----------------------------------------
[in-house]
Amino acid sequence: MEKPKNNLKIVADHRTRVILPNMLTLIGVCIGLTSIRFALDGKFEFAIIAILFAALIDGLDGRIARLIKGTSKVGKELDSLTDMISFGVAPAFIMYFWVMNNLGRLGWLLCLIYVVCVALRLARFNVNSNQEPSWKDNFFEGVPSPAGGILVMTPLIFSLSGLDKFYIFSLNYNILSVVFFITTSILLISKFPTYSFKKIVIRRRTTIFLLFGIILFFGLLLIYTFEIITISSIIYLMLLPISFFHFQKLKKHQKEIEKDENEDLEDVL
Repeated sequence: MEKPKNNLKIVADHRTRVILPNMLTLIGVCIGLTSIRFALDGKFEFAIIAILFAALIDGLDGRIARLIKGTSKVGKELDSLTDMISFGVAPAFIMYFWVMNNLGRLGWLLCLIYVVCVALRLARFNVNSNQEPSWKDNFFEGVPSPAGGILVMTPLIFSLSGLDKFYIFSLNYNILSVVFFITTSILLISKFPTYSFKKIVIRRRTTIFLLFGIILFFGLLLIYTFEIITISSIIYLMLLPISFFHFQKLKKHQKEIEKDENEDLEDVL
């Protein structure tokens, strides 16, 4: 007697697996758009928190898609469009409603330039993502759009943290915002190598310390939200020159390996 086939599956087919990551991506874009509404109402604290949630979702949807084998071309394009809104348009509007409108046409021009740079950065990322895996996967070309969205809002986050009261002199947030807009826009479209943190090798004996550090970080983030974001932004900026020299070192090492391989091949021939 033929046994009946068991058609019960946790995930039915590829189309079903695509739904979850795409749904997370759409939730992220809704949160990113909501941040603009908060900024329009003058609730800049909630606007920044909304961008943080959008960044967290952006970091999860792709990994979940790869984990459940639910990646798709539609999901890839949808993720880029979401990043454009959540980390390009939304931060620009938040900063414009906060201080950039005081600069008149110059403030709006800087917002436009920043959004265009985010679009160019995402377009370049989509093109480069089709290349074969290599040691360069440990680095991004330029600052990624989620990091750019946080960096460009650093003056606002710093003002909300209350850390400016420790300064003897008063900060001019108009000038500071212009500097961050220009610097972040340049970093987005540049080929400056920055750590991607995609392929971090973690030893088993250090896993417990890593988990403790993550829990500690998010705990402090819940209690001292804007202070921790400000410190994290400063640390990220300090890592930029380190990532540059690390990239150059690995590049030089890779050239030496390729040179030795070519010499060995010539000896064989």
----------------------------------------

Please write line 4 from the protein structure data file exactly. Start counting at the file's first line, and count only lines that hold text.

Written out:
């Protein structure tokens, strides 16, 4: 007697697996758009928190898609469009409603330039993502759009943290915002190598310390939200020159390996 086939599956087919990551991506874009509404109402604290949630979702949807084998071309394009809104348009509007409108046409021009740079950065990322895996996967070309969205809002986050009261002199947030807009826009479209943190090798004996550090970080983030974001932004900026020299070192090492391989091949021939 033929046994009946068991058609019960946790995930039915590829189309079903695509739904979850795409749904997370759409939730992220809704949160990113909501941040603009908060900024329009003058609730800049909630606007920044909304961008943080959008960044967290952006970091999860792709990994979940790869984990459940639910990646798709539609999901890839949808993720880029979401990043454009959540980390390009939304931060620009938040900063414009906060201080950039005081600069008149110059403030709006800087917002436009920043959004265009985010679009160019995402377009370049989509093109480069089709290349074969290599040691360069440990680095991004330029600052990624989620990091750019946080960096460009650093003056606002710093003002909300209350850390400016420790300064003897008063900060001019108009000038500071212009500097961050220009610097972040340049970093987005540049080929400056920055750590991607995609392929971090973690030893088993250090896993417990890593988990403790993550829990500690998010705990402090819940209690001292804007202070921790400000410190994290400063640390990220300090890592930029380190990532540059690390990239150059690995590049030089890779050239030496390729040179030795070519010499060995010539000896064989």